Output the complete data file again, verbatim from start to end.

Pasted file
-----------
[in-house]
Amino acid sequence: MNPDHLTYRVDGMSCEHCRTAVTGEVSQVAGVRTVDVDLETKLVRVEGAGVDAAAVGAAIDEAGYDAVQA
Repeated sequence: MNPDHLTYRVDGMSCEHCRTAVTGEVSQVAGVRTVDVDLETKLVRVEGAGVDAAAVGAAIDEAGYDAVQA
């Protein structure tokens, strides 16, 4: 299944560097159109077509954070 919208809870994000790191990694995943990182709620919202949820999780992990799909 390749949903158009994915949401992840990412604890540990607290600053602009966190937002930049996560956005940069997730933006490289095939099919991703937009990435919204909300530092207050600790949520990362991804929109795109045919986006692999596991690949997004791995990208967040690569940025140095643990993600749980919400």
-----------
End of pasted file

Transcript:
[in-house]
Amino acid sequence: MNPDHLTYRVDGMSCEHCRTAVTGEVSQVAGVRTVDVDLETKLVRVEGAGVDAAAVGAAIDEAGYDAVQA
Repeated sequence: MNPDHLTYRVDGMSCEHCRTAVTGEVSQVAGVRTVDVDLETKLVRVEGAGVDAAAVGAAIDEAGYDAVQA
């Protein structure tokens, strides 16, 4: 299944560097159109077509954070 919208809870994000790191990694995943990182709620919202949820999780992990799909 390749949903158009994915949401992840990412604890540990607290600053602009966190937002930049996560956005940069997730933006490289095939099919991703937009990435919204909300530092207050600790949520990362991804929109795109045919986006692999596991690949997004791995990208967040690569940025140095643990993600749980919400």